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Controlling Them Into Changing
Slipping from Partner to Parent in Our Relationships
It becomes counterproductive when we move from wanting our loved ones to do something, to needing them to do it. Subtle encouragement and occasional reminders can gradually become nagging, lecturing, chasing, begging, and pleading.
What usually starts with good intentions—wanting to help them change for the better, improve on something, make more intelligent choices, or stop doing something harmful turns into a fight.
It's really hard to have respect for and polarity with someone when you are mothering and micromanaging them—which are code words for controlling.
Intellectually it's easy to understand that you can't control people, they have to do things on their terms. The need to control is often fear-based, it may be a historical projection or a response they earned through experience. To the person receiving it, control conveys a lack of trust and an implicit expectation of incompetence.
“If I don't press him about it, it will never get done!”
“I can't just sit here while he wastes his time. He needs to do better!”
“She's always on my case about things. She gives me that disappointed look as soon as I walk into the house, and it's crushing. It makes her hard to be around.”
“Whatever I do for him is not enough. He always finds something to pick on, he is never satisfied. I'm a failure in his eyes.”
“I feel like giving up. I can never make her happy.”
The way someone responds in a situation, their demeanor, energy, or expression is very telling. Words can be hit-and-miss because they may be trying to say whatever they have to, to get us off their back!
Instead of staying present and carefully observing their response, we fall back on an old pattern of trying to control the outcome. On some level, we imagine that a little more repeating, sulking, and arguing will do the trick.
Do they need you to explain the same thing for the tenth time in different words?
Do you imagine they enjoy having you corner them and demand they explain themselves to you like it's a police interrogation?
Controlling behavior is a relationship killer
It damages relationships: it can create ill will, resentment, and contempt for both parties. It can cause your person to shut down, check out, resist or get defensive. Some respond by withdrawing, feeling defeated, and hopeless. Either way, they're in no condition to make the changes you hope to inspire.
Tryin' doesn't mean it's better
Doesn't mean you're magically the person that I want from you
Tryin' doesn't make you perfect
Really, it's the minimum you do for those you love
Tryin', I can see you tryin'
And no one ever told you sometimes trying isn't good enough
I want you to change 'cause you want to change
I tried, can you say you did?
—I Want You To Change (Because You Want To Change) by Maisie Peters
When they do attempt to please us or offer a gesture to show they're cooperating, we feel put off by the fact that we had to say anything in the first place.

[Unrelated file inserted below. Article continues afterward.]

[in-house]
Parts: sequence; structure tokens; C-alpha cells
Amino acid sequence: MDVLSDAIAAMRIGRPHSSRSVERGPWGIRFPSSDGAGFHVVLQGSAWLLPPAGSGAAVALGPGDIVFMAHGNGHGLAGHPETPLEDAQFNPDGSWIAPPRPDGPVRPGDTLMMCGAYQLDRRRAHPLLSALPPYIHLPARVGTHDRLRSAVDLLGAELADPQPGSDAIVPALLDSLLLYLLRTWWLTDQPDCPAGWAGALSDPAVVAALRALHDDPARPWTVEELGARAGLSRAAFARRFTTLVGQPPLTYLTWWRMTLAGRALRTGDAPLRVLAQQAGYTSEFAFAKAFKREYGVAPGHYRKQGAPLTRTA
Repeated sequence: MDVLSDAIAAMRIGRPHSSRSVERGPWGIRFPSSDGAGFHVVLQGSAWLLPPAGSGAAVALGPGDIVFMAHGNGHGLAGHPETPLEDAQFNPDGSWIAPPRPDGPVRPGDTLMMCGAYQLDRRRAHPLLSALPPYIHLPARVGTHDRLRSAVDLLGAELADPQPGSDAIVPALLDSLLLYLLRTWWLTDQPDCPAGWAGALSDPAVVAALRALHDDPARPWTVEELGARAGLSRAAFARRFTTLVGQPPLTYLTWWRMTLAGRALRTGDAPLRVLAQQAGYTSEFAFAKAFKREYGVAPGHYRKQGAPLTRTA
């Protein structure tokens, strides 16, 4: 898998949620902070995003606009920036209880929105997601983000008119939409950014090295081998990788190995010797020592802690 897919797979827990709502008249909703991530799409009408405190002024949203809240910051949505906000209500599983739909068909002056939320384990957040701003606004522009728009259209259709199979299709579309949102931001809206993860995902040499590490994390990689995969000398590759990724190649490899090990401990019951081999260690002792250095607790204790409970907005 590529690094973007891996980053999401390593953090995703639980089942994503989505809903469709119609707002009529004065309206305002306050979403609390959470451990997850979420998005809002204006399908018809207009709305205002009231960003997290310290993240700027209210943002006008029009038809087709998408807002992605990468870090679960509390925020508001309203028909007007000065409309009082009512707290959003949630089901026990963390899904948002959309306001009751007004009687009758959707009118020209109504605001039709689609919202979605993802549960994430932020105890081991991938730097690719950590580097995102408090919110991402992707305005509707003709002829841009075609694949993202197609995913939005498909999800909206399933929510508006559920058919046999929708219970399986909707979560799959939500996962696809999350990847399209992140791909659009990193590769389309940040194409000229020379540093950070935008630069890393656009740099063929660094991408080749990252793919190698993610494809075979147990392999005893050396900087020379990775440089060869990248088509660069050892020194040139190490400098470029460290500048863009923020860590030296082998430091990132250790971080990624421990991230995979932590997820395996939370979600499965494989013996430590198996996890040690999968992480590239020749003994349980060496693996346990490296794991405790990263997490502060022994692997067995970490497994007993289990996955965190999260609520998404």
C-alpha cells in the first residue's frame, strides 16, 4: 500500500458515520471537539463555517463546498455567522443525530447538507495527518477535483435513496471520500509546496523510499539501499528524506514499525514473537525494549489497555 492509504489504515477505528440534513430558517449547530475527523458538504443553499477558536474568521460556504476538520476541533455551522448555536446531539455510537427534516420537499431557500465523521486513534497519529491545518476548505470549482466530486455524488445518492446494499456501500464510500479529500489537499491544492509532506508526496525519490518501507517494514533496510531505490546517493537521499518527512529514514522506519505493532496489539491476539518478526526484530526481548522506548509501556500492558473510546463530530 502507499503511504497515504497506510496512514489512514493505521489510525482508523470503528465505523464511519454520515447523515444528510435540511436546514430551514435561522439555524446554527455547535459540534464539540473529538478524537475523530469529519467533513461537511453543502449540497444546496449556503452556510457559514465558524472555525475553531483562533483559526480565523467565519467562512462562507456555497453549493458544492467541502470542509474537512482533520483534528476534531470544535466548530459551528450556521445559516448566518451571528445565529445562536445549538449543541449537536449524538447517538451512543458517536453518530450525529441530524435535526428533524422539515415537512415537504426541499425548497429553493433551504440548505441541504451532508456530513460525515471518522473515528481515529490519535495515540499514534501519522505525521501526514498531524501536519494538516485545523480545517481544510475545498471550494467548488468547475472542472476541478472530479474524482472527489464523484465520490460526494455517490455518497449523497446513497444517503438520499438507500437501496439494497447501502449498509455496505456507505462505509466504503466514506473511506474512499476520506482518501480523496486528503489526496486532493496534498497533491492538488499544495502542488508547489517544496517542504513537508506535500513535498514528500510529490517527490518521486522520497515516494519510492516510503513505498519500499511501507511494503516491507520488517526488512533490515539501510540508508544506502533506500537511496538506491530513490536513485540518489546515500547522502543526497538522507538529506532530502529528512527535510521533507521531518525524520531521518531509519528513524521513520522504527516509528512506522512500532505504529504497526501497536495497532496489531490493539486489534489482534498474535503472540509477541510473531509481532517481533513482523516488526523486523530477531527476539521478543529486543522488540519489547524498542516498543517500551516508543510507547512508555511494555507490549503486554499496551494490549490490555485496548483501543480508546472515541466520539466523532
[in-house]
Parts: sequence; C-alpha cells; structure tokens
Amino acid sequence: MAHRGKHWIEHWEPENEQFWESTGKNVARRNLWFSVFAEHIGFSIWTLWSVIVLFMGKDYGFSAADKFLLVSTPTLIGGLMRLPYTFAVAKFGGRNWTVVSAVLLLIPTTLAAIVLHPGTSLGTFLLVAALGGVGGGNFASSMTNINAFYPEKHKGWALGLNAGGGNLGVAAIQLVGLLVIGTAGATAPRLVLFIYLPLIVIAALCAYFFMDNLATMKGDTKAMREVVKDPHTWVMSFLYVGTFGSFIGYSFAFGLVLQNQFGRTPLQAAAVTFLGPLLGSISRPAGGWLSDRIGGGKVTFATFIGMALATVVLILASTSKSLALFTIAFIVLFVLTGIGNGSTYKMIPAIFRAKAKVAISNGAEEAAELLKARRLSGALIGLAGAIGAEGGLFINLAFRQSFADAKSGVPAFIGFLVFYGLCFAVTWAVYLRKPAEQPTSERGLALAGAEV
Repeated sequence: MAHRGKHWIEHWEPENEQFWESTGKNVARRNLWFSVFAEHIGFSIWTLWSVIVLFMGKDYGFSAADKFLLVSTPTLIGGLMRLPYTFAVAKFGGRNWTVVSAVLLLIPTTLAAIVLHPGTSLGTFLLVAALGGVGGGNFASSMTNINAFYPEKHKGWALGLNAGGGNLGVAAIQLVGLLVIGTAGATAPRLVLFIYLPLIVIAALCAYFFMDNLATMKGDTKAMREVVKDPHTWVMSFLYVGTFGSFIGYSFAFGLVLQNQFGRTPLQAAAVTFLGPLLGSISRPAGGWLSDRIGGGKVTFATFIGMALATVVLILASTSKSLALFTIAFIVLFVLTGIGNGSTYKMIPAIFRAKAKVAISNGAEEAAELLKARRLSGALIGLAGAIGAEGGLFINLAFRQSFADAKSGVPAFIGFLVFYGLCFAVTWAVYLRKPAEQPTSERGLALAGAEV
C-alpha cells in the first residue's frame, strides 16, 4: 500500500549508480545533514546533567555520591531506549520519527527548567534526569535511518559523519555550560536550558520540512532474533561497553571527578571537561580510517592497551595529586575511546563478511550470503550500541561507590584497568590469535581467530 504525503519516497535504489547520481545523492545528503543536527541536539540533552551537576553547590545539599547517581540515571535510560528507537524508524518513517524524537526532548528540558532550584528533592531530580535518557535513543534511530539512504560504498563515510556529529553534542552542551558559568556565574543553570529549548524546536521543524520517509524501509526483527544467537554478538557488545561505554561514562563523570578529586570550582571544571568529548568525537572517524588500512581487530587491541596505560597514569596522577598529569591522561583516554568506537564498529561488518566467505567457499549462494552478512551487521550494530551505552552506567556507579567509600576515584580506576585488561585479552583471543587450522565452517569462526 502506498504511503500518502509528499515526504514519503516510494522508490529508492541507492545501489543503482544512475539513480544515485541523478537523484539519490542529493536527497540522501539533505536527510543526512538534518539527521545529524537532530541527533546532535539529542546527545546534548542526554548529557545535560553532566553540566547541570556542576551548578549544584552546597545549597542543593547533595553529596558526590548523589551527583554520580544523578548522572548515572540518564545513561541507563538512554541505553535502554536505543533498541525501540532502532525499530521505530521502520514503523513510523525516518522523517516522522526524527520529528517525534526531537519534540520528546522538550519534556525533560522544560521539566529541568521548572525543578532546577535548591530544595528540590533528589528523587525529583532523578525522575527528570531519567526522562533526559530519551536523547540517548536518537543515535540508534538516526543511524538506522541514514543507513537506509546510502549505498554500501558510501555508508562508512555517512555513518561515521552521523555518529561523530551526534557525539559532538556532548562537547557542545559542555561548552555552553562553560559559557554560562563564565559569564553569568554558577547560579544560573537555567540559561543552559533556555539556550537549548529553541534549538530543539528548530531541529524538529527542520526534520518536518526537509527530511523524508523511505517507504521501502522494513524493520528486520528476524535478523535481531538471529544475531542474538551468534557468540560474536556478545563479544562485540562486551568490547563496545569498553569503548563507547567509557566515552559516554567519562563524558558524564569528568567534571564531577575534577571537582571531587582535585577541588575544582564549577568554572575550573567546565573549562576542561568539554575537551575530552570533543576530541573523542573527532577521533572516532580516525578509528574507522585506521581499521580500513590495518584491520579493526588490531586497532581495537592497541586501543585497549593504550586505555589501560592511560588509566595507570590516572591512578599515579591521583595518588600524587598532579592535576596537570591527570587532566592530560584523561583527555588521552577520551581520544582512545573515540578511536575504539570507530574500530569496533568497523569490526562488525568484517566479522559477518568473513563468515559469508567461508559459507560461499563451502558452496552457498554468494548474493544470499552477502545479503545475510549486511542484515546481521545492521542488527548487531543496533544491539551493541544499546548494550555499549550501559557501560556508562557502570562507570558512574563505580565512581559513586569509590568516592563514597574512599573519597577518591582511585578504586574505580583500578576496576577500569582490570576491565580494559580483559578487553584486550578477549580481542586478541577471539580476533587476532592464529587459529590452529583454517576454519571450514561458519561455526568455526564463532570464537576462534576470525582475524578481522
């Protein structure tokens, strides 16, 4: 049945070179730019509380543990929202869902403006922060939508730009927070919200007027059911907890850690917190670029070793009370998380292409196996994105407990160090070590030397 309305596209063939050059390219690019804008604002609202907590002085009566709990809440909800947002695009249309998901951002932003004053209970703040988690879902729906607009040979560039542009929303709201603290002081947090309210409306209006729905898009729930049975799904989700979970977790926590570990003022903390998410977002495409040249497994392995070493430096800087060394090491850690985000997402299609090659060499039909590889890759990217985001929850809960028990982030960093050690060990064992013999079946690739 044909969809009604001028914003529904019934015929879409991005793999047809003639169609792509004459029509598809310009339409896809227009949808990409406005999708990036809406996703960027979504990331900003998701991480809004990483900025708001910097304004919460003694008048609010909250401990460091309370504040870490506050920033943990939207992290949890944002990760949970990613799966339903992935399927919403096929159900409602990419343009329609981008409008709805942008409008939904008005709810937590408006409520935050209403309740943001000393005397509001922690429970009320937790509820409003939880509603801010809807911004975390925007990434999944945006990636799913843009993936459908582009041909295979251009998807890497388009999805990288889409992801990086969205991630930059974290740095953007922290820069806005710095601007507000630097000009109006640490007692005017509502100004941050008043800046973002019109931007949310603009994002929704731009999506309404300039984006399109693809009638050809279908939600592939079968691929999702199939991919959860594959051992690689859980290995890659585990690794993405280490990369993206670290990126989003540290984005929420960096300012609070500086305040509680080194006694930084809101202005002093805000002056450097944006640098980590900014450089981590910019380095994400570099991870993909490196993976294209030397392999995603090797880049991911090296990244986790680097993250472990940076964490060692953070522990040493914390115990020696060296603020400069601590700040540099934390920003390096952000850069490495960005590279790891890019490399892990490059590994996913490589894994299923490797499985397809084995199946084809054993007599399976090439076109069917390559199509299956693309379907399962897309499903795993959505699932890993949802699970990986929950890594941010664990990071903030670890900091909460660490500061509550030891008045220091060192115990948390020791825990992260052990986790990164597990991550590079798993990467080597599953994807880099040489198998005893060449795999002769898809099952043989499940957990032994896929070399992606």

It doesn't feel genuine enough. It needs to come from them, precisely in the form we want it.
In the case of two people with different love languages, a lot can get lost in translation. A man offering his wife love through acts of service is met with disappointment because she wants more quality time and words of affirmation. He fixed something in the house and she wants a dozen roses and a handwritten poem. Part of growing in a relationship is being able to show appreciation for your person’s efforts, even if they aren’t made in your language. An appreciated person is a lot more open to learning a new way to do things than a criticized and rejected one.
In counseling, we have a term called UPR which stands for Unconditional Positive Regard. It means caring for someone as a separate person with their own emotions and experiences while offering them grace and acceptance.
It’s a posture of non-judgment that offers the person the comfort and safety to be themselves without the fear of being rejected or losing love. The idea is that a therapist has to see their client in that light in order to create a healthy relationship and effectively support them.
In Islam, we have the term Husn Ath-than which means to think well of. We’re taught to think well of Allah and others and to expect goodness from them. I think both concepts are important to embody in our relationships because in their absence we’re left with contempt, judgment, rejection, and criticism.
When we assume the worst of someone’s intentions we’re left feeling hurt by their behaviour and choices. What they see as a reasonable decision, we see as disregard and a lack of consideration. It can start to feel like they’re out to get us; to intentionally hurt us. A relationship where we struggle to assume the best of each other is getting unhealthy.
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Creating A New Pattern
Make dua for the change you’re hoping to see. We know we can’t change people, so ask the One who can change them.
Dua requires trust and submission. It can be painful to be told to wait for divine timing and be more hands-off, but it does wonders for your relationship.
When you withdraw the judgment and criticism it creates a neutral space for them to possibly make a different decision. No one likes to do things under pressure or duress, pulling back gives them the opportunity to come towards you for a change.
The next time you feel yourself starting to slip into that desperate, chasing, grabbing energy: pull back and pause.
It's time to check in with yourself and get curious:
Is this the best time to address the issue?
Is this the most effective way to do it?
Am I in the right headspace to have the conversation right now?
Are they in the right frame of mind to hear what I'm saying?
Is this a layered issue that requires careful reflection?
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